American Heritage® Dictionary of the English Language, Fourth Edition
- adj. Putting an end to all debate or action: a peremptory decree.
- adj. Not allowing contradiction or refusal; imperative: The officer issued peremptory commands.
- adj. Having the nature of or expressing a command; urgent: The teacher spoke in a peremptory tone.
- adj. Offensively self-assured; dictatorial: a swaggering, peremptory manner.
Century Dictionary and Cyclopedia
- That precludes or does not admit of debate, question, or expostulation; hence, express; authoritative; positive; absolute: as, a, peremptory command or call.
- In law, final; determinate; absolute and unconditional: as, a peremptory action or exception.
- Fully resolved; resolute; determined; positive in opinion or judgment; dogmatic: said of persons.
- Positively settled upon; that positively must be done, etc.
- Synonyms and Authoritative, Dogmatic, etc. See magisterial.
- Express, absolute, imperative, categorical.
- n. A peremptory order.
- Unquestionably; positively.
GNU Webster's 1913
- adj. Precluding debate or expostulation; not admitting of question or appeal; positive; absolute; decisive; conclusive; final.
- adj. Positive in opinion or judgment; decided; dictatorial; dogmatical.
- adj. Poetic Firmly determined; unawed.
- adj. not allowing contradiction or refusal
- adj. putting an end to all debate or action
- adj. offensively self-assured or given to exercising usually unwarranted power
- From Anglo-Norman peremptorie, parentorie et al. (Modern French péremptoire), and its source, Latin peremptōrius ("deadly; decisive"), from perimō. (Wiktionary)
- Latin peremptōrius, from peremptus, past participle of perimere, to take away : per-, per- + emere, to obtain; see em- in Indo-European roots. (American Heritage® Dictionary of the English Language, Fourth Edition)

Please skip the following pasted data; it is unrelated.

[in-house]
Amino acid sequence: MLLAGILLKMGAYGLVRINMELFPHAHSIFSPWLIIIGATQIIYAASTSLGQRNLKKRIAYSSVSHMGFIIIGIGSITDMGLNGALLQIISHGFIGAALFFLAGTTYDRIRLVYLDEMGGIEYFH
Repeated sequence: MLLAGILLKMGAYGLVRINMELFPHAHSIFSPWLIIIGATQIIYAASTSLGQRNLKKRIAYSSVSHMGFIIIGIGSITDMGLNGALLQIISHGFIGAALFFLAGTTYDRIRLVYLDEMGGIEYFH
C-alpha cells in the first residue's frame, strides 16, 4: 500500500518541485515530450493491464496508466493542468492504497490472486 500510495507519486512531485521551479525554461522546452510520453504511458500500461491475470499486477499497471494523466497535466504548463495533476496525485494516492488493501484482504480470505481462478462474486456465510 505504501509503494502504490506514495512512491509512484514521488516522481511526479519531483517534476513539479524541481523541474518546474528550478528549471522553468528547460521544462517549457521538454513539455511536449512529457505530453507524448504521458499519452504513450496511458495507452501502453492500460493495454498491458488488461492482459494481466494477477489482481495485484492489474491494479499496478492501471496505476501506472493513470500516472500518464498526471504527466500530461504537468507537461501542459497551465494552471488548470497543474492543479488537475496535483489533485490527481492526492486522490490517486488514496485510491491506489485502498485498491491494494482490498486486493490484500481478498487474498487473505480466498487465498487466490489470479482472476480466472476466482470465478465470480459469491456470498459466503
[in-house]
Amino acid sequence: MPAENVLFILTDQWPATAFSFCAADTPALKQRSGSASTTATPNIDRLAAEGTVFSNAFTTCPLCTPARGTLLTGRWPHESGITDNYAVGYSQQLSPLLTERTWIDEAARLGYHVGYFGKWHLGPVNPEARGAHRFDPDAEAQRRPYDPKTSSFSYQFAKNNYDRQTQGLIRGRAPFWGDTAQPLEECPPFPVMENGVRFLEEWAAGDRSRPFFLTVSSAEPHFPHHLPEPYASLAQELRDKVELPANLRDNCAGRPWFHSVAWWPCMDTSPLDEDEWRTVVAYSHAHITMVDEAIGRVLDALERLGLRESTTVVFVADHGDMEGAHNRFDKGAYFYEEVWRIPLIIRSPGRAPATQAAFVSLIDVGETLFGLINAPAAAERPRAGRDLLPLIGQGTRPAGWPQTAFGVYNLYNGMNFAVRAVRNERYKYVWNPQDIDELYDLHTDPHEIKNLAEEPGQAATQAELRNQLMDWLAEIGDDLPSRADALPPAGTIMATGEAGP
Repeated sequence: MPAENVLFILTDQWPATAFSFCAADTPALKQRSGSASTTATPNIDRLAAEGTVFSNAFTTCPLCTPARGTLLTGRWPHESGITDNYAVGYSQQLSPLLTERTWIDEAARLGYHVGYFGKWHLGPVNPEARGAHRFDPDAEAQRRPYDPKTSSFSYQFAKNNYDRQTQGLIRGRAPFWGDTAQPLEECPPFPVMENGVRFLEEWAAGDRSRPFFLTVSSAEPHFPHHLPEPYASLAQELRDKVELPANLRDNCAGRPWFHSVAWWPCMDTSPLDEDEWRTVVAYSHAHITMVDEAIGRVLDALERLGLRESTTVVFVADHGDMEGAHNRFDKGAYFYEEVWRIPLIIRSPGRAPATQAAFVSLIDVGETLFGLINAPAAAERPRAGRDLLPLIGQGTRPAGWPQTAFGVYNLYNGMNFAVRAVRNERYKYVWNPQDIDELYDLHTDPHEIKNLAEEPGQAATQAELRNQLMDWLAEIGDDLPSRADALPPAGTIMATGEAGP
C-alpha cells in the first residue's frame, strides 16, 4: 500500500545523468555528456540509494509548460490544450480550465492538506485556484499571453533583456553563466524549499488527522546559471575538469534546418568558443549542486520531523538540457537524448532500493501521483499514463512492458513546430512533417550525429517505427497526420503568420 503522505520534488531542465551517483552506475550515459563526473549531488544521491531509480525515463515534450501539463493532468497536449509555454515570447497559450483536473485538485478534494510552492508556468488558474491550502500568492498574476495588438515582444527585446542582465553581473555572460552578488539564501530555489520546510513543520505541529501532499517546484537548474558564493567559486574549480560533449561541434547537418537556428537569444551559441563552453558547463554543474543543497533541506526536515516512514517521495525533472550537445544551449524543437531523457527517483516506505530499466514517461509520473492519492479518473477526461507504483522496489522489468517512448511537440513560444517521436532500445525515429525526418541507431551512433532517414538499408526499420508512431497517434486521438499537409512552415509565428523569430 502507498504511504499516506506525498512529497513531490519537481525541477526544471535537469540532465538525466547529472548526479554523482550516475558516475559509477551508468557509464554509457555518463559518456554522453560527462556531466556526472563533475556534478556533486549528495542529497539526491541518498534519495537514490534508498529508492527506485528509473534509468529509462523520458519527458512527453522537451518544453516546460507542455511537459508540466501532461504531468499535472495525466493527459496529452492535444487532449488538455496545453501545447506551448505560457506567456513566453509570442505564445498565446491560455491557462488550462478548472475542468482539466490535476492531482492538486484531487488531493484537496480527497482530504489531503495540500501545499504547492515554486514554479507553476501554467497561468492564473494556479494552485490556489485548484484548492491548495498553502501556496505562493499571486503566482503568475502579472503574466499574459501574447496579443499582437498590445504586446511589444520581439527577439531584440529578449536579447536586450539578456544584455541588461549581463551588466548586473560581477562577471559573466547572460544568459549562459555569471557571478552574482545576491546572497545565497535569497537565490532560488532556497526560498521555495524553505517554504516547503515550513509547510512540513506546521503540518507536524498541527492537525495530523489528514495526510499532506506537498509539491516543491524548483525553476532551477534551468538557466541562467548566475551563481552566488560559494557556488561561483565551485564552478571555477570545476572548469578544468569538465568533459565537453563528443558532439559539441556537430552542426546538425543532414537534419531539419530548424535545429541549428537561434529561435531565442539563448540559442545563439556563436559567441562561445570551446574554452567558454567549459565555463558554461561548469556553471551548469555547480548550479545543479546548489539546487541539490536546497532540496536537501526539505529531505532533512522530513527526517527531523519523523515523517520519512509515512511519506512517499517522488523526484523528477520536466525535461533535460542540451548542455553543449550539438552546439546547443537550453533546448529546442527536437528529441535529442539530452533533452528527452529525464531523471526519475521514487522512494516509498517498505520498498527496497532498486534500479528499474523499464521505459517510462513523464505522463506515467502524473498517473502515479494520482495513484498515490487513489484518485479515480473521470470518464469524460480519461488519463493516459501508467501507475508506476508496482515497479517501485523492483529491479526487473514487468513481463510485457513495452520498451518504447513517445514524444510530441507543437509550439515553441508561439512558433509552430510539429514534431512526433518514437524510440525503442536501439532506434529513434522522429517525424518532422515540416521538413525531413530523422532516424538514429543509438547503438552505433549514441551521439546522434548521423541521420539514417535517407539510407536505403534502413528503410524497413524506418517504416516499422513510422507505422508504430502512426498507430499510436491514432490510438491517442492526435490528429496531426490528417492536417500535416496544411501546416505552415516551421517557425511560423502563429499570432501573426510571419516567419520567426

“The word peremptory means “precluding a right to debate;” the dismissals are called peremptory challenges because the opposing attorney normally cannot challenge them.”
“But, you say, The exercise of that peremptory is not based on any impermissible ground (i.e., race, gender etc.)”
“The exercise of that peremptory is not based on any impermissible ground (i.e., race, gender etc.)”
“The problem is that many will jump to the conclusion that the disparity in peremptory strikes by race is due to racial bias on the part of prosecutors.”
“In a trial, each side has a limited number of opportunities to rule out potential jurors without stating a reason for it—these are called peremptory challenges.”
“Nevertheless Ishmael noticed that the ship's captain looked anxious and gave his orders in short, peremptory tones.”
“(The word peremptory means “precluding a right to debate;” the dismissals are called peremptory challenges because the opposing attorney normally cannot challenge them.) Olin begins by recounting his experience as a dismissed juror in a criminal case in Newark, NJ.”
“And the reason is, the defense gets 25 challenges in New York and the prosecution gets 25 challenges, what are called peremptory challenges.”
“All aboard!" called a peremptory voice from somewhere on deck.”
“Behind them Caleb and Allison had lost still more ground while the latter paused to speak a peremptory word in the ear of”
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